Killers in Captivity: It’s Wrong

shamuI am not surprised that so many people are killed by captive animals, but that so few are. As someone who used to work in an interactive dolphin show, I saw more close calls than I care to remember. With the explosion in popularity of interactive dolphin programs, there are thousands of people interacting daily with 500-600 pound animals, animals that can be quite aggressive and are extremely sexual. It is a recipe for disaster, and it is nothing short of a miracle in my eyes that no tourists have been killed in these interactions. It is not that most bottlenose dolphins used in these interactions are attackers, but it’s just like if you had a 600 pound dog: It could be extremely sweet, but if some moron starts petting its face, things are going to end poorly. Thus it is in these interactions where people who are drunk, don’t know better, or can’t follow directions repeatedly. They will make sudden moves or touch the animals around the face, and it is a testament to the sweetness of the animals that most of the time, when someone gets in the water and acts like an idiot, the dolphins just swim away and snort for a few minutes.

I have mixed feelings about dolphins in captivity, but I have no such internal debates about killer whales in captivity. It is wrong. As is evidenced by the recent death at Sea World, these animals are extremely dangerous, not because of their aggressiveness (killer whales almost never attack people in the wild) but because of their size and power. These are not predators of humans, and deaths associated with them are almost always by drowning. (In fact, I had a boss who was once dragged to the bottom of the tank by a killer whale, and was only saved when another trainer jumped in the water and began punching the whale in the eye.) The point is that while trainers can survive an attack by a 500 pound dolphin, when an 11,000 pound animal gets the idea in its head to drag a person to the bottom of the tank, disaster is all but inevitable.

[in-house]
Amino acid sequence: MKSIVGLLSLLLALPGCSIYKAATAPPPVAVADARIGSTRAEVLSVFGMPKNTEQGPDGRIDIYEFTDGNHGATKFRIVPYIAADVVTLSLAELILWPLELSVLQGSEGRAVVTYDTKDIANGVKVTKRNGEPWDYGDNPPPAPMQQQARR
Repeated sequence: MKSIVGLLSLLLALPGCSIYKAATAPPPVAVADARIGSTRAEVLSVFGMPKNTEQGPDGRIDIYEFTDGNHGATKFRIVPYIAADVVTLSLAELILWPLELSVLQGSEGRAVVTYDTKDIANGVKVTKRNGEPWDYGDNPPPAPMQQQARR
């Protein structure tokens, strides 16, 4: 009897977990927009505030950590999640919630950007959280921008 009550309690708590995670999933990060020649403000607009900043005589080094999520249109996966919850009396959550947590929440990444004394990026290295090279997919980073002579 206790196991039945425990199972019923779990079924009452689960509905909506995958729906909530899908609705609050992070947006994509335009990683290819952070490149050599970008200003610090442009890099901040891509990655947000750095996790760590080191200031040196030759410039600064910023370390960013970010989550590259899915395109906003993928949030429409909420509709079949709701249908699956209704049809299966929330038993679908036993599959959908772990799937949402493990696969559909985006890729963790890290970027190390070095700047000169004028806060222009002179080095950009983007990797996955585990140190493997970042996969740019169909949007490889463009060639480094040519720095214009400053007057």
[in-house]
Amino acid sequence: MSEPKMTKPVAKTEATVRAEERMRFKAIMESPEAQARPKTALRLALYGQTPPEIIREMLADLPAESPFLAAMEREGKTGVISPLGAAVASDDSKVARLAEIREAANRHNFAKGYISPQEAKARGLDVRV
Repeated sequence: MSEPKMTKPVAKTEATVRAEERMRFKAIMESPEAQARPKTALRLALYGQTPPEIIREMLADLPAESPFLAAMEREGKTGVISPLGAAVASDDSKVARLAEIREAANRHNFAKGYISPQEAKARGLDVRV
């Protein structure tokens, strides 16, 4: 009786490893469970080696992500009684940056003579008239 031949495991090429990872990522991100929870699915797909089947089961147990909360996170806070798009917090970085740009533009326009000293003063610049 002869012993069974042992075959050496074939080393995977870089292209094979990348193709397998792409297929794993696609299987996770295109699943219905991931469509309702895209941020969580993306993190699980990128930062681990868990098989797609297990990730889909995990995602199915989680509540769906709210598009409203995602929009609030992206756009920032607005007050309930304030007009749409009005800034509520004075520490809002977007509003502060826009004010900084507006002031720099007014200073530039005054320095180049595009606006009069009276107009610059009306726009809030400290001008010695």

The real problem I have with keeping these animals in captivity is not the danger, however. I have friends who train killer whales, and they know that they are doing something dangerous. And like a NASCAR driver, that thrill of doing something dangerous is part of why they do it. The real problem is that these animals do not belong in captivity. They are migratory animals by nature (though little is known about their migratory patterns) and to have them live in a tank in which they can barely turn around is nothing short of cruel. They are social animals, and often in captivity they spend long periods of time alone, and in fact there are some killer whales in captivity that live their entire lives alone. And it is no secret that these highly evolved animals experience depression when isolated. (I have in fact seen dolphins diagnosed as such, and regularly given Prozac.)

But is the answer to release them into the wild? Probably not. As was seen with Keiko, an animal that becomes dependent on humans for food cannot all of a sudden hunt as soon as they are released into the wild. The answer to the problem would be to maintain the ones currently in captivity, and make a law that all remaining killer whales in captivity are to be sterilized. Thus the show could go on, until the final whale passes away, which will be decades from now. By that time, I think that people will already be over these silly killer whale shows, the same way people eventually stopped laughing at the elephants in the circus and instead began to feel sorry for them. 

With millions of dollars flowing in annually on these shows, don’t expect anyone in the industry to take the first step in doing what is right. Expect them to ride this gravy train for all it’s worth. And expect these highly evolved animals to do the same routine so many times in a row that it makes them crazy. And finally, expect there to be more deadly consequences in the future.